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2015 another record year for quakes in Oklahoma

A 4.2 magnitude earthquake Tuesday near Edmond capped off a record year of earthquakes in the state. Now, 2016 is off to a shaky start. Just before 6 a.m Friday, the Oklahoma Geological Survey recorded a 4.2 magnitude quake near north Oklahoma City. OGS Director Jeremy Boak said he expects the trend to continue, but to what extent remains to be seen.

“We had 881 M3.0+ earthquakes for the year … With 480 in January to June, this means we had about 20 percent fewer of these earthquakes in the second half. On the other hand, we had 14 and 15 M4.0+ earthquakes in the same periods for the year, for a total of 29, more than twice last year’s total. Because the overall numbers are small, this is probably not statistically important, but it will have felt so to those near these earthquakes.”

In 2014, the state recorded 585 quakes of magnitude 3 or larger, compared with only 100 in 2013, according to federal earthquake data. California, by comparison, had fewer than one-third that number. That put Oklahoma at the top of the list for most seismically active state outside of Alaska and Hawaii, a dubious distinction it maintained in 2015.

Geologists have linked the earthquake proliferation to disposal wells used to jettison byproducts of the fracking process. Disposal wells in the Arbuckle formation receive a large portion of the wastewater, but the Oklahoma Corporation Commission has been monitoring those sites heavily and has implemented restrictions to limit capacity and usage.

“I do expect a decrease this year, but could not hope to estimate how much,” Boak said. “I suspect it will have to be substantial to reduce the pressure on the Corporation Commission.”

Related: Oklahoma oil, gas regulators order changes after earthquakes

While the Oklahoma Corporation Commission is responsible for monitoring the disposal wells in conjunction with the EPA, some legislators are calling for more action to address the issue.

“There is much more that she could and should be doing before someone is seriously injured,” Rep. Richard Morrissette (D-Oklahoma City) said. “The governor has control of the drill bit here. She has the executive authority to order a complete halt to ‘produced water’ being pumped into any more wells that inject into the Arbuckle formation, not simply a reduction in the amount injected into wells near areas that have previously experienced a quake.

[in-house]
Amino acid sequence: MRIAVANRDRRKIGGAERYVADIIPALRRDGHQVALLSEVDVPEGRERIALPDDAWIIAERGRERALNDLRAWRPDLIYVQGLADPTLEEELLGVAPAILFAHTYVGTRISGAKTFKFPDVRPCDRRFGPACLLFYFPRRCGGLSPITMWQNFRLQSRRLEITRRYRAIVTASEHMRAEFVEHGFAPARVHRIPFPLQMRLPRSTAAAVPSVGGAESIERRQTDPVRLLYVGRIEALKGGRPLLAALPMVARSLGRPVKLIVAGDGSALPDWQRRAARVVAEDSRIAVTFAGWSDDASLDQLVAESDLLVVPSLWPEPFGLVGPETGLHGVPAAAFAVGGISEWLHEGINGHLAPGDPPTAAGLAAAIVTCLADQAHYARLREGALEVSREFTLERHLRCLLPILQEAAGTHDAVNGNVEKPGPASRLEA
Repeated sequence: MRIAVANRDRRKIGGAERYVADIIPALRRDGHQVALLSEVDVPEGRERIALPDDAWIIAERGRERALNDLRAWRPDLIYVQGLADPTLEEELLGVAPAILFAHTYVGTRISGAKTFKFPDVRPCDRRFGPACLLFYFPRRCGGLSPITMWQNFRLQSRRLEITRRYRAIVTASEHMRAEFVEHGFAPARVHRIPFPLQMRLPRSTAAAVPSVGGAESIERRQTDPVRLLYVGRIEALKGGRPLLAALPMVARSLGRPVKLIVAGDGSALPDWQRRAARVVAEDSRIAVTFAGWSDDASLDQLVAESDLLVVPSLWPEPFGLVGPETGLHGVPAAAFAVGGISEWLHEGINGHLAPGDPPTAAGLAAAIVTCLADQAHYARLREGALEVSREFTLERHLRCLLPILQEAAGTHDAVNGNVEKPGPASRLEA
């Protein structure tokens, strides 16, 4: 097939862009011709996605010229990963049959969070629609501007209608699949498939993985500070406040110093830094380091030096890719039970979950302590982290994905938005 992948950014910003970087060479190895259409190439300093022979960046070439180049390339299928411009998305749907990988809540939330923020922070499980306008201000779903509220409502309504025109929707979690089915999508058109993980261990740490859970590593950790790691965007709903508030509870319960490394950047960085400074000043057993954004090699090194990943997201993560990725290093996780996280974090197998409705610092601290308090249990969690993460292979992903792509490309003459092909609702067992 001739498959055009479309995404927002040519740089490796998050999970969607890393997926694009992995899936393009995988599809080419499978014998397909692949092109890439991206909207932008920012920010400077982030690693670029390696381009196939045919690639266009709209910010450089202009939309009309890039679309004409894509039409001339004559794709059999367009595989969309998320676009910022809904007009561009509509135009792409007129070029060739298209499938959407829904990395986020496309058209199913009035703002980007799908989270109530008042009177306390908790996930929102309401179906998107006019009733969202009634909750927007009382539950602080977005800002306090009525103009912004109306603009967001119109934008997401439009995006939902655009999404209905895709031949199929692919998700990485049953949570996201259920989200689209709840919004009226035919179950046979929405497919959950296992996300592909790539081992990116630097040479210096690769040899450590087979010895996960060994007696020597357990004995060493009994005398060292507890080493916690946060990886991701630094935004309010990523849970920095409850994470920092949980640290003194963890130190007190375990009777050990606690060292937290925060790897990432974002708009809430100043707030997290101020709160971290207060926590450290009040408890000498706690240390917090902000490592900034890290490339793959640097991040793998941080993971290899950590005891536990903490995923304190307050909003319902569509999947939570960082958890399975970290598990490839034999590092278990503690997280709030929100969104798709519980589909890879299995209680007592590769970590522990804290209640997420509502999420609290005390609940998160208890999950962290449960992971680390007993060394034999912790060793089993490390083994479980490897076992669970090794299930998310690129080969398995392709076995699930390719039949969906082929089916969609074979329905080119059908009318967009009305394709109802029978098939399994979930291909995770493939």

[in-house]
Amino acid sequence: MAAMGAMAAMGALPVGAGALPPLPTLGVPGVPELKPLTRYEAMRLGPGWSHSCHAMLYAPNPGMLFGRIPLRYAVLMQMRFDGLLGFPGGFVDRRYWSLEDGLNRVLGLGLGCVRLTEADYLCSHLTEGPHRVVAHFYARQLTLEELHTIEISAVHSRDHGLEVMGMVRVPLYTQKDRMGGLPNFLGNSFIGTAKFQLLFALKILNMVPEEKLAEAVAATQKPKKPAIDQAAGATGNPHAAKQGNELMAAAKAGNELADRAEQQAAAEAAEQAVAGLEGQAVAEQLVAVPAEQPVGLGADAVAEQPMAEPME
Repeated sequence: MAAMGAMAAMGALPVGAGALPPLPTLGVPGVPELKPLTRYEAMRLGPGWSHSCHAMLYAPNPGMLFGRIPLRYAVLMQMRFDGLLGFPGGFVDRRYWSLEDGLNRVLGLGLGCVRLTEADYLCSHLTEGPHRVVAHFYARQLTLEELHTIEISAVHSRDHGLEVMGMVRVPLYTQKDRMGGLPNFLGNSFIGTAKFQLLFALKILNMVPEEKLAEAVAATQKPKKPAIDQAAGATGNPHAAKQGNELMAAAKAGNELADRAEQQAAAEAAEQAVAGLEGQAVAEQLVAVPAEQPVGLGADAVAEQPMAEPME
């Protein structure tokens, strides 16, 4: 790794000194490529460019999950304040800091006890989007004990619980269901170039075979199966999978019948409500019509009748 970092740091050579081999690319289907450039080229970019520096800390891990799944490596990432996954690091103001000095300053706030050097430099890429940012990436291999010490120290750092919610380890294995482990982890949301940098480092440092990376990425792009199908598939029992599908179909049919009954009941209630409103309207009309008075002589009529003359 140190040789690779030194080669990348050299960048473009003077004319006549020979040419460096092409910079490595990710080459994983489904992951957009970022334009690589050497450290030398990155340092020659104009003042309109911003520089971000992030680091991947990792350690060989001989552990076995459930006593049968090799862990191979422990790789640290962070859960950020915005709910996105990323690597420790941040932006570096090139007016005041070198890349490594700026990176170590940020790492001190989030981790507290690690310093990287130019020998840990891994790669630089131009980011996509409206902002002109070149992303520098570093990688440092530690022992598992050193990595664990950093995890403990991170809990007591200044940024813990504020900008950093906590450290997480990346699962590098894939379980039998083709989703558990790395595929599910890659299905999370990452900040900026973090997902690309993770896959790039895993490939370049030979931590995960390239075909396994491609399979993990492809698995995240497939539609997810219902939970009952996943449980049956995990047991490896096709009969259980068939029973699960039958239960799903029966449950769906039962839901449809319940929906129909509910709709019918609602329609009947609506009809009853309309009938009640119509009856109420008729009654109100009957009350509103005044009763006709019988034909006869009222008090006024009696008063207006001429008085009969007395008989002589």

“Back in March, operators of 347 wells were ordered to reduce injection outputs. In July, another 211 wells were ordered to do the same. Have we seen a reduction in ‘quakes? I think (Tuesday’s) earthquakes prove my point, and no order to cease operations has come from Fallin’s office.”

Gov. Mary Fallin’s Communication Director Michael McNutt said several steps have been taken to address the disposal well problem, but it’s not as simple as Morrisette is making it out to be.

“The governor absolutely does not have that authority,” McNutt said. “Senate Bill 809, which passed in 2015 emphasizes the exclusive authority of the Oklahoma Corporation Commission to regulate oil and gas operations in Oklahoma. The OCC has taken an active, science-based approach to responding to earthquakes. Based on geological mapping — provided with the help and cooperation of the energy industry — the commission has acted to reduce the depths and volumes of hundreds of wells over the Arbuckle rock formation.”

At this point, the OCC and OGS are focused on the data.

“I think we are beginning to get sufficient data to determine whether reductions in injection are having an effect,” Boak said. “Timely oil production data would help confirm that possible trend.”

Moving forward, Boak said the biggest questions relate to what effect changes in injection by OCC action and a drop in oil prices will produce.

“Over the holiday, I met with some of the USGS National Earthquake Information Center team, and there is great enthusiasm there for continuing and enhancing cooperation,” Boak said. “USGS has just installed stations in the north central part of the state, and we will add some there too, so that we can better locate the earthquakes there. I still see the question of what multiple modest size earthquakes do to buildings as important going ahead.”

Ultimately, Boak said the solution might mean a big change in the future.

“We may be engaged in the search for alternative options for produced salt water disposal,” he said.

 

This article was written by Mack Burke from The Norman Transcript, Okla. and was legally licensed through the NewsCred publisher network.